Illustration: Aïda Amer/Axios

The Atlantic said that it was only able to verify 1,895 people as having been tested for the coronavirus as of Friday morning in the U.S., about 10% of whom tested positive.

The big picture: "The figures we gathered suggest that the American response to the coronavirus and the disease it causes, COVID-19, has been shockingly sluggish, especially compared with that of other developed countries," The Atlantic writes Friday.

  • "The net effect of these choices is that the country’s true capacity for testing has not been made clear to its residents. This level of obfuscation is unexpected in the United States, which has long been a global leader in public-health transparency."
  • Tracking the number of people tested becomes more complex as the situation evolves. But, state officials may not have the capacity to track the data in a time of emergency, per The Atlantic.

Why it matters: Vice President Mike Pence promised Thursday that roughly 1.2 million tests will be available this week and another 4 million next week.

  • Even as the U.S. ramps up its testing efforts, local labs and officials are limited and can only test several thousand people a day — not the hundreds of thousands the White House has promised.
  • Most tests require two-specimens samples so "the top-line number of available tests should be cut in half. In other words, '1.5 million tests' should be able to test roughly 750,000 people," The Atlantic said.
"The CDC got this right with H1N1 and Zika, and produced huge quantities of test kits that went around the country. I don't know what went wrong this time."
— Thomas Frieden, former director of the Centers for Disease Control and Prevention, tells The Atlantic

What they found: The Atlantic's investigation found that "disorder" came after the CDC decided not to publish state data.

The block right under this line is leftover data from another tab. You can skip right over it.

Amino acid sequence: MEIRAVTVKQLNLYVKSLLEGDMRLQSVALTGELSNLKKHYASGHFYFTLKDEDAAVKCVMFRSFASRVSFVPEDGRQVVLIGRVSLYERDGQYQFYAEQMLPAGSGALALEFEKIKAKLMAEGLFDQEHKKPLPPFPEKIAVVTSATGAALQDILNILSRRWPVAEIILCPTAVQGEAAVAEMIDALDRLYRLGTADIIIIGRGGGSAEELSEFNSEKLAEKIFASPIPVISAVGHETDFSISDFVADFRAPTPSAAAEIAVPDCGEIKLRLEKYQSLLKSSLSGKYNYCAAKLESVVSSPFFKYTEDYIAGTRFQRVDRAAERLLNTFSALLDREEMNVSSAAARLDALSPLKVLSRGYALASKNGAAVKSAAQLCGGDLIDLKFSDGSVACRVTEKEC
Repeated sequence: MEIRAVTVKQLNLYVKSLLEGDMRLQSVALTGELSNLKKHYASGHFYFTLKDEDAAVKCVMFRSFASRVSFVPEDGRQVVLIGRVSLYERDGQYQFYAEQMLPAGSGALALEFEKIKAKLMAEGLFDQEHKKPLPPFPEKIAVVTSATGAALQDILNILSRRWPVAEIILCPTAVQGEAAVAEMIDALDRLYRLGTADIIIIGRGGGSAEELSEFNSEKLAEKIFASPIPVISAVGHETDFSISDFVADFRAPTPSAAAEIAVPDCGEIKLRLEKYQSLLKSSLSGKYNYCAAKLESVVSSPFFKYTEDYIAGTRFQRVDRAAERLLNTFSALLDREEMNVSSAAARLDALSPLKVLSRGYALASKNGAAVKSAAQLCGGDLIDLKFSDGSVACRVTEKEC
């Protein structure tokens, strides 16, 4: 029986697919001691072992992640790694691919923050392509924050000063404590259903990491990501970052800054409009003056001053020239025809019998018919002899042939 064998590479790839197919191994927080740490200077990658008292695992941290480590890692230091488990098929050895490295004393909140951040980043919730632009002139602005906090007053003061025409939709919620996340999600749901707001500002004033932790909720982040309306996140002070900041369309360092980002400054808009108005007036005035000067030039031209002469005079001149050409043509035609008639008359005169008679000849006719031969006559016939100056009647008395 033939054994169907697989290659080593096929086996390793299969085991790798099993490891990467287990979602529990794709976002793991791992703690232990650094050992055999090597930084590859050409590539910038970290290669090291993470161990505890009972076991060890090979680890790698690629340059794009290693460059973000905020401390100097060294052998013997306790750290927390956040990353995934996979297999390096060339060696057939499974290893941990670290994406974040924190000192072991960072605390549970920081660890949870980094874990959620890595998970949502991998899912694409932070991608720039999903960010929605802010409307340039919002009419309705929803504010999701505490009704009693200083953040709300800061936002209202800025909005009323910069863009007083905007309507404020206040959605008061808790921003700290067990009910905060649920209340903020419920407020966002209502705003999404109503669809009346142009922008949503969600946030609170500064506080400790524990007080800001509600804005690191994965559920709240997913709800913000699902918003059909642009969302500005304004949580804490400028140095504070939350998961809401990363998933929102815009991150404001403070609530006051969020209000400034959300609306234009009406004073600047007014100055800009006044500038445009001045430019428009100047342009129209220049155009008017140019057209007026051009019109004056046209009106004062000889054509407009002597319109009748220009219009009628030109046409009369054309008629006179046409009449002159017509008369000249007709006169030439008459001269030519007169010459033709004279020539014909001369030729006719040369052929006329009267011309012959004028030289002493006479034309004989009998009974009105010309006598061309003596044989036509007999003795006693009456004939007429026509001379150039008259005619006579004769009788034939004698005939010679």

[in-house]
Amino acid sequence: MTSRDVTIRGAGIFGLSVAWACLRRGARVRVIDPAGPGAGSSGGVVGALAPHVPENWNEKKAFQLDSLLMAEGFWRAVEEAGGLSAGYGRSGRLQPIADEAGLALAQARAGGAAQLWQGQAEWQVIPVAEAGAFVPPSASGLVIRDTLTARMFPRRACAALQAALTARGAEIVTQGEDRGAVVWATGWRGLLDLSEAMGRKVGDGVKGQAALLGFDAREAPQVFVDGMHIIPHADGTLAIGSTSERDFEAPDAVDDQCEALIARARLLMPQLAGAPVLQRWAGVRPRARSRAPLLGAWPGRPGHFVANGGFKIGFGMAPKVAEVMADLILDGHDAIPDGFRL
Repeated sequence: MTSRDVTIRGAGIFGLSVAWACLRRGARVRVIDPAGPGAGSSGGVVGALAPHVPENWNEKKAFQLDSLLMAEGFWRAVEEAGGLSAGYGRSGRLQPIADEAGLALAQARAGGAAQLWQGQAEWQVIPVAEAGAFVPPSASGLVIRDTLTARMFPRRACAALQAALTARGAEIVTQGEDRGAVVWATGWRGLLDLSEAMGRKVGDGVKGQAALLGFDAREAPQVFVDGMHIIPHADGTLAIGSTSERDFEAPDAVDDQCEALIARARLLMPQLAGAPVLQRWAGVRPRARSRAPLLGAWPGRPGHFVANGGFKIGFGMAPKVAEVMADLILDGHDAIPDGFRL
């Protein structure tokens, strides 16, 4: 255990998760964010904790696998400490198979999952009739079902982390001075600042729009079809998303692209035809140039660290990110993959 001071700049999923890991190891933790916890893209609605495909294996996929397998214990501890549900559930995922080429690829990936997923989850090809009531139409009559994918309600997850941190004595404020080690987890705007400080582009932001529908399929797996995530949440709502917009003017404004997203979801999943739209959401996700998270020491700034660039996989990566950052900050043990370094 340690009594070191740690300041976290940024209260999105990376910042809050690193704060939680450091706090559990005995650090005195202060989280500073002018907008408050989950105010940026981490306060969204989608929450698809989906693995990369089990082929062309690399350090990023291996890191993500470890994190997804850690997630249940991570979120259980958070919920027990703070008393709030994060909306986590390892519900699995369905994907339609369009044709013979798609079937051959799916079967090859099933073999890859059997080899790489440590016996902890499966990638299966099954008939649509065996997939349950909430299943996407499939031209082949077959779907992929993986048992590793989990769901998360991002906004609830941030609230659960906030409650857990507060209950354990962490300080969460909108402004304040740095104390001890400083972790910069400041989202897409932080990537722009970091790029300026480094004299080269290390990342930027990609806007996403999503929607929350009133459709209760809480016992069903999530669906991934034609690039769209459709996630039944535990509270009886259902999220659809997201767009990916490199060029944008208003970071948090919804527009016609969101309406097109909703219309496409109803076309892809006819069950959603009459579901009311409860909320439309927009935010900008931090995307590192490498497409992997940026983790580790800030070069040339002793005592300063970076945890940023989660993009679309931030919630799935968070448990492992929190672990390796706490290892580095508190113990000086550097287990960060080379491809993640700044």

• Plus, not all states regularly update the information on how many people they tested and some were more focused on updating the number of confirmed cases.

How it works: The Atlantic interviewed dozens of public officials, surveyed local data and gathered data from individual state websites to determine the factors behind the number of people being tested. They found...

  • The availability of the tests is limited, the capacity to test varies greatly per state, and labs have to be trained on how to execute the tests.
  • The CDC sets the parameters on determining which people local health officials should be testing, and those guidelines have been quite strict.

What's next: The Food and Drug Administration relaxed some regulations on the types of coronavirus tests that can be used, and that will likely increase testing capacity, per The Atlantic.

Of note: The CDC and the White House did not respond to Axios' queries before publication.

Go deeper: Coronavirus updates: Global infections top 100,000

Go deeper

Ina Fried, author of Login
13 mins ago - Technology

Amazon wants to flood America with Alexa cameras and microphones

Photo: Amazon

In a Thursday event unveiling a slew of new home devices ahead of the holidays, Amazon made clearer than ever its determination to flood America with cameras, microphones and the voice of Alexa, its AI assistant.

The big picture: Updating popular products and expanding its range to car alarms and in-home drones, Amazon extended its lead in smart home devices and moved into new areas including cloud gaming and car security. The new offerings will also fuel criticism that the tech giant is helping equip a society built around surveillance.

Ben Geman, author of Generate
1 hour ago - Energy & Environment

Oil's turbulent long-term future

Illustration: Aïda Amer/Axios

The oil sector is facing risks from all sides.

Why it matters: Risk in the industry is nothing new. But these are especially turbulent and uncertain times. The industry's market clout has waned, the future of demand is kind of a mystery, and future U.S. policy is too, just to name three.

Meadows on Wray's voter fraud dismissal: "He has a hard time finding emails in his own FBI"

White House chief of staff Mark Meadows dismissed FBI Director Chris Wray's testimony that the U.S. has never historically seen evidence of widespread voter fraud, including by mail, during an appearance on "CBS This Morning" on Friday.

Why it matters: Meadows' statement highlights the Trump administration's strategy to sow doubt in November's election results by challenging the legitimacy of mail-in ballots, which are expected to skew heavily in Democrats' favor.

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